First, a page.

To draw no envy (Shakespeare) on thy name,
Am I thus ample to thy Book, and Fame:
While I confess thy writings to be such,

As neither Man, nor Muse, can praise too much.
'Tis true, and all men's suffrage. But these ways
Were not the paths I meant unto thy praise:
For silliest Ignorance on these may light,

Which, when it sounds at best, but echoes right;
Or blind Affection, which doth ne'er advance
The truth, but gropes, and urgeth all by chance,
Or crafty malice, might pretend this praise,

And think to ruin, where it seemed to raise.
These are, as some infamous Bawd, or Whore,

Should praise a Matron. What could hurt her more? But thou art proof against them, and indeed

Above th' ill fortune of them, or the need.

I, therefore will begin. Soul of the Age!

The applause! delight! the wonder of our Stage! My Shakespeare, rise; I will not lodge thee by Chaucer, or Spenser, or bid Beaumont lie

A little further, to make thee a room:

Thou art a Monument, without a tomb,
And art alive still, while thy Book doth live,
And we have wits to read, and praise to give.
That I not mix thee so, my brain excuses;

I mean with great, but disproportioned Muses.

For, if I thought my judgment were of years
I should commit thee surely with thy peers,
And tell, how far thou didst our Lily outshine,

Or sporting Kid, or Marlowe's mighty line.
And though thou hadst small Latin, and less Greek,
From thence to honour thee, I would not seek
For names; but call forth thundering Aeschylus,
Euripides, and Sophocles to us,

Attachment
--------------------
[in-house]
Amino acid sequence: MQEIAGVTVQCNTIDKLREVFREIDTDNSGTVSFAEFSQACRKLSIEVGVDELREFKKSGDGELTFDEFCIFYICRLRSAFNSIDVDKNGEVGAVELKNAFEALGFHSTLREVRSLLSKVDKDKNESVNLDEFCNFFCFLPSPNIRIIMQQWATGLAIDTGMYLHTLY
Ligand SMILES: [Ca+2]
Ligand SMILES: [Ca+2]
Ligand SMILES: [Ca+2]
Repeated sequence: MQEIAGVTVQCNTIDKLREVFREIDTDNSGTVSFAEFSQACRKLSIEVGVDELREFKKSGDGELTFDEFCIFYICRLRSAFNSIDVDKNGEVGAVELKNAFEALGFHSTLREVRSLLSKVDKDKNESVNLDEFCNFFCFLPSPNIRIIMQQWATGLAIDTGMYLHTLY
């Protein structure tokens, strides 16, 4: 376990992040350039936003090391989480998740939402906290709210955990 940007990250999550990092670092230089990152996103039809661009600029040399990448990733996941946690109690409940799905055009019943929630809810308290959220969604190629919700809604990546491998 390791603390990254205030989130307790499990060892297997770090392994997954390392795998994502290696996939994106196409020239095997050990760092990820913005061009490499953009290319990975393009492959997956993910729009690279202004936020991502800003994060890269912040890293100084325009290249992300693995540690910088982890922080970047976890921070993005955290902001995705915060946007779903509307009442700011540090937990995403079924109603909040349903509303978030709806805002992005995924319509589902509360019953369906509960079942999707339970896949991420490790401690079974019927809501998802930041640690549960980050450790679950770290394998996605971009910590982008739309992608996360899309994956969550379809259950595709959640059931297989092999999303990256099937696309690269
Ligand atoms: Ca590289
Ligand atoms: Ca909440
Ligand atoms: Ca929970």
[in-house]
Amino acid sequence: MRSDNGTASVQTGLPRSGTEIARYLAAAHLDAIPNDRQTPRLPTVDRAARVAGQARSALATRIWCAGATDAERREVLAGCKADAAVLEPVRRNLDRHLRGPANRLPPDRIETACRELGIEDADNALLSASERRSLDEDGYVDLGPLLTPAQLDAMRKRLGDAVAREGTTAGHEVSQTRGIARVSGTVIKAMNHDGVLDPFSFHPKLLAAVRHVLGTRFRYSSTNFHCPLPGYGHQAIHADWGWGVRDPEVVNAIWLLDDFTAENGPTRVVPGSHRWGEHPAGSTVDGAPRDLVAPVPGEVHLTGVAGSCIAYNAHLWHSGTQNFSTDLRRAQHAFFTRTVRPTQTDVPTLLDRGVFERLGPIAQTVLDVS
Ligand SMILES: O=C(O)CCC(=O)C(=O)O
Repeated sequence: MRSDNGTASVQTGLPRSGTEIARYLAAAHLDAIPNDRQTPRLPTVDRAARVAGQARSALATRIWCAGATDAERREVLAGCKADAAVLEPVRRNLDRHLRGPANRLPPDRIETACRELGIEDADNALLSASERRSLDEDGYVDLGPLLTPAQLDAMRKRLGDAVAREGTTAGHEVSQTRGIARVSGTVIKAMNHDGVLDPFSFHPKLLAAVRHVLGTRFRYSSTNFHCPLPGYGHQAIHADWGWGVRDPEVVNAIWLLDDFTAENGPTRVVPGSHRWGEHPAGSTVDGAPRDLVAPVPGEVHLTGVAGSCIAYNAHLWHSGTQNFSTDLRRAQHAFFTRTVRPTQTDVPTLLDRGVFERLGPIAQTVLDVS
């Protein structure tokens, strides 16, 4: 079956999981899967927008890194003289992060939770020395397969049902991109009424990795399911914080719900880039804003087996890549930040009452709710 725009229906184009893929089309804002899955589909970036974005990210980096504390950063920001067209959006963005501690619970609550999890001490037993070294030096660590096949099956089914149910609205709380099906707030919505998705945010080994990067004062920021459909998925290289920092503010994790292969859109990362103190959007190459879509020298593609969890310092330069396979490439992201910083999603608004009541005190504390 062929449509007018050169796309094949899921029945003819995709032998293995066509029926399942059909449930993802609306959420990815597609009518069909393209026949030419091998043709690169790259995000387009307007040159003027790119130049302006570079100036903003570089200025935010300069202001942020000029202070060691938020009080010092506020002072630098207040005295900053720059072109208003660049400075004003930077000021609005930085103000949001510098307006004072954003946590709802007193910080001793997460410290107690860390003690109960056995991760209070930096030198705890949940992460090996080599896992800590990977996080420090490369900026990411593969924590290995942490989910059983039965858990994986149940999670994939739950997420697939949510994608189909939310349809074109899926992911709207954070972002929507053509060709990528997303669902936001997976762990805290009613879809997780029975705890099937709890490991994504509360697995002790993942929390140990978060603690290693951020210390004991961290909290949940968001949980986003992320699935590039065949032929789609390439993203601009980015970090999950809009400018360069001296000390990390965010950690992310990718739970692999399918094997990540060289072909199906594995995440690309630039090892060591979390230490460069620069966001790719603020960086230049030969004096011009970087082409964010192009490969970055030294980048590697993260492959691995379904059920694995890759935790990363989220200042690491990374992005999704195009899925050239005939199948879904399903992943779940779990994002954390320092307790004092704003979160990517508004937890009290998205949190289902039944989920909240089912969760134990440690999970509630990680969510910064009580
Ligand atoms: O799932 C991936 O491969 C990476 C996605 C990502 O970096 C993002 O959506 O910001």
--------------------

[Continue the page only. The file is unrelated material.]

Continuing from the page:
Paccuvius, Accius, him of Cordova dead,

To life again, to hear thy Buskin tread,
And shake a Stage: Or, when thy Socks were on,
Leave thee alone, for the comparison

Of all, that insolent Greece, or haughty Rome
sent forth, or since did from their ashes come.

Triumph, my Britain, thou hast one to show,

To whom all scenes of Europe homage owe. He was not of an age but for all time!

And all the muses still were in their prime, When like Apollo he came forth to warm Our ears, or like a mercury to charm! Nature herself was proud of his designs,

And joyed to wear the dressing of his lines! Which were so richly spun, and woven so fit, As, since, she will vouchsafe no other Wit. The merry Greek, tart Aristophanes,

Neat Terence, witty Plautus, now not please;
But antiquated and deserted lie

As they were not of Nature's family.
Yet must I not give Nature all: Thy Art,
My gentle Shakespeare, must enjoy a part.

For though the Poet's matter, Nature be,

His Art doth give the fashion. And, that he,




Who casts to write a living line, must sweat,
(such as thine are) and strike the second heat
Upon the Muses' anvil: turn the same,

(And himself with it) that he thinks to frame, Or for the laurel, he may gain a scorn,

For a good Poet's made, as well as born.

And such wert thou. Look how the father's face
Lives in his issue, even so, the race

Of Shakespeare's mind, and manners brightly shines
In his well turned and true-filed lines:

In each of which, he seems to shake a Lance,

As brandished at the

Sweet Swan of Avon !

eyes of Ignorance.
What a sight it were

To see thee in our waters yet appear

And make those flights upon the banks of Thames
That so did take Eliza and our James!
But stay, I see thee in the Hemisphere

Advanced, and made a Constellation there!
Shine forth, thou Star of Poets, and with rage,

Or influence, chide, or cheer the drooping Stage; Which, since thy flight from hence had mourned like night, And despairus day, but for thy Volumes' light.




THOSE hands, which you so clapped, go now, and wring
You Britons brave; for done are Shakespeare's days:
His days are done, that made the dainty Plays,
Which made the Globe of heaven and earth to ring.
Dried is that vein, dried is the Thespian Spring,